Irish court refers landmark EU-US data transfer case to EU

October 3, 2017 by Julien Lagache
Ireland's High Court ruled that the Court of Justice of the European Union must decide the rules on the transfer of data from Eu
Ireland's High Court ruled that the Court of Justice of the European Union must decide the rules on the transfer of data from European Facebook users to the US "to ensure consistency"

Ireland's High Court on Tuesday asked the EU's Court of Justice of the European Union to decide on rules on the transfer of data from Europe to the US in a case with far-reaching implications for industry.

Judge Caroline Costello said that "only a decision of CJEU can resolve the potential for inconsistent applications" of the mechanism used by giants such as Facebook to transfer European users' data to the US.

"I therefore have decided to ask the Court of Justice for a preliminary ruling," she concluded.

The legal action follows a complaint by Austrian privacy lawyer Max Schrems to Ireland's Data Protection Commissioner (DPC) about Facebook's use of so-called standard contractual clauses (SCCs) to transfer personal data from Europe to the US, via its European headquarters in Dublin.

SCCs are now widely used by data exporters and are intended to allow for the legal transfer of data from EU citizens as long as "adequate protection" is in place.

In an emailed statement, Facebook said it was "essential the CJEU now considers the extensive evidence demonstrating the robust protections in place under Standard Contractual Clauses and US law, before it makes any decision that may endanger the transfer of data across the Atlantic and around the globe."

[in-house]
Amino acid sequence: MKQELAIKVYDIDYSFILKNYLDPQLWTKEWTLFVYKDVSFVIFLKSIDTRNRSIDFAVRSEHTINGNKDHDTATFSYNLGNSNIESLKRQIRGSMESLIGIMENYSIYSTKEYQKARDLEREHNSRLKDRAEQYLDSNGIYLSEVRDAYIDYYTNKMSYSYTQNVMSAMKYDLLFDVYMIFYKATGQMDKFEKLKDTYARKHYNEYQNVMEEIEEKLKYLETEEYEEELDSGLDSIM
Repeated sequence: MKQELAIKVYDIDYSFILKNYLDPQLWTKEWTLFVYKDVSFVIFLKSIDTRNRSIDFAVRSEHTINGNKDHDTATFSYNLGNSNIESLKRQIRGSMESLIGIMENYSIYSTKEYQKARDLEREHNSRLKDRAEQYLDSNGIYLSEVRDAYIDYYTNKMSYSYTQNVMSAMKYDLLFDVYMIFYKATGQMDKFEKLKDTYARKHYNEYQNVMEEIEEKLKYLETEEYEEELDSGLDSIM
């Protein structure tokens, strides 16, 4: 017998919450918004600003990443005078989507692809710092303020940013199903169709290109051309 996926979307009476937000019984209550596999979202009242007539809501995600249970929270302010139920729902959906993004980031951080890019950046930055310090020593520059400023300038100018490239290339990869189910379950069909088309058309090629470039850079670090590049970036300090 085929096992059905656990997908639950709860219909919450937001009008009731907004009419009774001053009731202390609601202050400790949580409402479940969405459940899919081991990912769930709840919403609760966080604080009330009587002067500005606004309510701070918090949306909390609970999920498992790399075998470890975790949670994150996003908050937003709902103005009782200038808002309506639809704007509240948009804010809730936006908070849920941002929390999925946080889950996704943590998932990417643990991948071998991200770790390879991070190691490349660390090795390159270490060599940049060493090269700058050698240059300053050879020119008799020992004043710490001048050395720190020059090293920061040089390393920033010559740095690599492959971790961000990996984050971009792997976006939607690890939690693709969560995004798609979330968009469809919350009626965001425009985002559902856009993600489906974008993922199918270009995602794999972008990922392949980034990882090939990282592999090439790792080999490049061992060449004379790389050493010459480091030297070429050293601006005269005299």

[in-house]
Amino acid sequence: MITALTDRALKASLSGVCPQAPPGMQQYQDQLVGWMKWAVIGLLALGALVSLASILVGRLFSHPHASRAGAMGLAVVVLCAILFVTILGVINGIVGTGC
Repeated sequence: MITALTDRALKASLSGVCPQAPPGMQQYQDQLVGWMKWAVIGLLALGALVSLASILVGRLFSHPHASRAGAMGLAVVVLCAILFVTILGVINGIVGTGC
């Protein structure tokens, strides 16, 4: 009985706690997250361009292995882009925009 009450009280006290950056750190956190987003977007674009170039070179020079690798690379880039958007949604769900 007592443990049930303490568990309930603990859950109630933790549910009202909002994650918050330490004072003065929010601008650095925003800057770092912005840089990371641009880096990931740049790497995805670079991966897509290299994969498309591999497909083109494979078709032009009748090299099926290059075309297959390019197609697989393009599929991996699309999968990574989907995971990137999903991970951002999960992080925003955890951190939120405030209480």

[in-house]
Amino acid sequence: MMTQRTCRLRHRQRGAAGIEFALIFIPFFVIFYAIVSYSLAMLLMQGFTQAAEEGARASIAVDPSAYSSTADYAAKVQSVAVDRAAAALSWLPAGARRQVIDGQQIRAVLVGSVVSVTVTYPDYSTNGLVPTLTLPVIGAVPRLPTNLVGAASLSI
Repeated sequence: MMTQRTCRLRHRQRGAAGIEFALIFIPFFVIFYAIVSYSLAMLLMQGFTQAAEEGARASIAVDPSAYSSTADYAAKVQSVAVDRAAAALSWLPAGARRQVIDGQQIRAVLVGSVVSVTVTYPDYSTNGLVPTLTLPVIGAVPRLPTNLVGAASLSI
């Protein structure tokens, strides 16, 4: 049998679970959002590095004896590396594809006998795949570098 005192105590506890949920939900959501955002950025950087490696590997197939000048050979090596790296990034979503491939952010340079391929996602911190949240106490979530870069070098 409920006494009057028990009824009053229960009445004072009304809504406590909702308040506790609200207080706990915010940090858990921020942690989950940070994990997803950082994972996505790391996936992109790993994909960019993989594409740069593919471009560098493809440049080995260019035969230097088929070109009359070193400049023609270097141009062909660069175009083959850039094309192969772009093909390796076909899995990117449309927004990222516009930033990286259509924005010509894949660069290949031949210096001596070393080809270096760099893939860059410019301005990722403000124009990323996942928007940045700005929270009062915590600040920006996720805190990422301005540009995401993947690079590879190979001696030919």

SCCs "are essential to companies of all sizes, and upholding them is critical to ensuring the economy can continue to grow without disruption," the statement said.

Schrems argues that the SCCs offer no redress for European citizens in the US in the event of their data being accessed by a third party, such as US intelligence services, or compromised in some other way.

His legal team claimed that the Irish watchdog already had the power to stop data transfers from Facebook and should use it.

Following the ruling, Schrems told AFP that he did not want to "strike down international data transfers, because 90 percent of the cases are not a problem," and was instead focussed on companies "which are involved in mass surveillance".

"I suspect that she (Judge Costello) wanted to kick up the case and not deal with it too much," he said.

"Right now we can just raise the issue over and over again by kicking up the courts, but fundamentally this is a political decision," Schrems said.

Data flow vital to EU economy

Facebook argues there is nothing wrong with the current system and that there is no need for a referral.

Mason Hayes & Curran, the Dublin-based legal team acting for Facebook, has pointed to estimates that if services and cross-border data flows were to be disrupted, the European Union's gross domestic product (GDP) could be hit by as much as 1.3 percentage points.

Facebook was forced to switch to SCCs last year after the European Court of Justice ruled in 2015 that the Safe Harbour framework, which had governed the EU-US flow of personal data, contravened EU law because the privacy of European citizens could not be guaranteed in the US.

The SCCs are considered as something of a stopgap measure designed to allow the transfer of data, pending agreement on a more comprehensive regime.

The Data Protection Commissioner issued a statement saying it welcomed the judgment.

"The High Court has confirmed it shares the Commissioner's concerns about the protection of those rights (protection of data privacy)."

"It invites the CJEU to consider whether, under EU law, SCCs in their present form can and should be retained as a basis for the transfer of personal data from the EU to the US."

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